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Improving Security for International Testing

Piracy is an international crime that accounts for an estimated $300 billion in lost intellectual property (IP) revenues (The Commission on the Theft of American Intellectual Property, 2013). Additionally, the theft of IP creates a significant drag on United States gross domestic product and diminishes future innovation by businesses. ACT, similar to other companies across the globe, is impacted by piracy, and while we cannot stop it, we intend to address it head on.

ACT’s tests are taken by millions of students every year, trusted by parents, accepted by every four-year college and university in the country, and used by scholarship agencies to make decisions that impact millions of students each year in the US and around the world. ACT knows how important trusted, valid results are to those who take our tests and use our scores, and we are committed to ensuring the validity of our assessments. We regularly refresh our test questions and forms, and we are continually improving our testing processes to ensure a fair testing experience for our test takers.

While the vast majority of test takers are honest, a small number of individuals—and a growing number of adults and organized fraud rings—are unfortunately seeking to undermine the system for their own financial gain, jeopardizing the hard work of honest test takers.

We realize the importance individuals and institutions place on the scores generated by our tests. We are committed to doing our part to curtail this type of fraudulent behavior by not only monitoring and addressing specific issues as they occur, but also by improving our test development and delivery processes to assure students, institutions, and the public that the scores we report are valid and reliable. We intend to do this while also maintaining the highest degree of access for test takers.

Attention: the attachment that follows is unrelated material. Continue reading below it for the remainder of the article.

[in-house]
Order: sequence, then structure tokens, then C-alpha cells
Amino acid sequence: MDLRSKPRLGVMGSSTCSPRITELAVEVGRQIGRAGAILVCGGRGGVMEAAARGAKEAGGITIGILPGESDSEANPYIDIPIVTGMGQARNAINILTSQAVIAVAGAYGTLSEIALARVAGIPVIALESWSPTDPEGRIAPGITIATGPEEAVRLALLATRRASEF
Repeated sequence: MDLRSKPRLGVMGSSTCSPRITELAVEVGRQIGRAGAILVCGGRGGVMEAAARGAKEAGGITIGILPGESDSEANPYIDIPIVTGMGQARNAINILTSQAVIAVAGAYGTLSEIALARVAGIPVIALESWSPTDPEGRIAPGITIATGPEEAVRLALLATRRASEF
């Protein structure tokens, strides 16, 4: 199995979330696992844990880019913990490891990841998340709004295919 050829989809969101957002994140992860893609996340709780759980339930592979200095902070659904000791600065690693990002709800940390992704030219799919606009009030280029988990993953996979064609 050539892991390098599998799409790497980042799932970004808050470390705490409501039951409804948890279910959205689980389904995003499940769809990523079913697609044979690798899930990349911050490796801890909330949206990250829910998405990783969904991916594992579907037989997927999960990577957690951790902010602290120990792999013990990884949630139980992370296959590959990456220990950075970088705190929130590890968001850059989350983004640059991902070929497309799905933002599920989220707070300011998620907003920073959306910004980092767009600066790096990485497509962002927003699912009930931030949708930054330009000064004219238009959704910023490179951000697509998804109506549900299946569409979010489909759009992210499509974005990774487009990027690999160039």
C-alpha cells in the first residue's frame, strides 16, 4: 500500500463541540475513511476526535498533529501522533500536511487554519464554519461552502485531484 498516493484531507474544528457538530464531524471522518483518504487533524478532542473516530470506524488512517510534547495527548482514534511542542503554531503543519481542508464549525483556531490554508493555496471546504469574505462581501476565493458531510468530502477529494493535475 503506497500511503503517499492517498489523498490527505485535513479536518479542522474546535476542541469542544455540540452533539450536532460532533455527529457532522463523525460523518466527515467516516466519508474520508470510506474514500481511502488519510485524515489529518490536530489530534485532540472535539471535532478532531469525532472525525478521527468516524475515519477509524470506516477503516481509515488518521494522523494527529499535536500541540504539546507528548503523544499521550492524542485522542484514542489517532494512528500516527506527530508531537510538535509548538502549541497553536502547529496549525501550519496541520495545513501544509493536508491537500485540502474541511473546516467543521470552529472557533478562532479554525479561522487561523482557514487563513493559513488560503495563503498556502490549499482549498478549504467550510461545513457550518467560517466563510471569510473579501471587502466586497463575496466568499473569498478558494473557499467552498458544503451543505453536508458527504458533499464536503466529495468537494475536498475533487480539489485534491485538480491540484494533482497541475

ACT has always sought to regularly improve our testing processes, and, to that end, we are aggressively planning for the development and launch of a Computer Adaptive Test (CAT) version of the ACT® test that will be implemented for international testing in the fall of 2017. More details on ACT’s International CAT will be forthcoming in the next week.

The use of a CAT design allows for quicker scoring and turnaround of results for examinees, results in an assessment that is shorter in duration, and—because assessments delivered on a CAT platform are uniquely generated based on the test taker’s responses—are more secure and less prone to security threats. ACT’s desire has always been to innovate and advance the field of measurement. In doing so, we also hope to make it more secure and, therefore, more reliable.

ACT encourages anyone who has concerns about testing irregularities to report them via our anonymous Test Security Hotline.

ACT is also reaching out to National Association for College Admission Counseling (NACAC) leadership and to others in the admissions testing industry to discuss how—together—we can do more to limit the negative impact of cheating in higher education. We look forward to further conversations and to ensuring ongoing confidence in ACT’s results.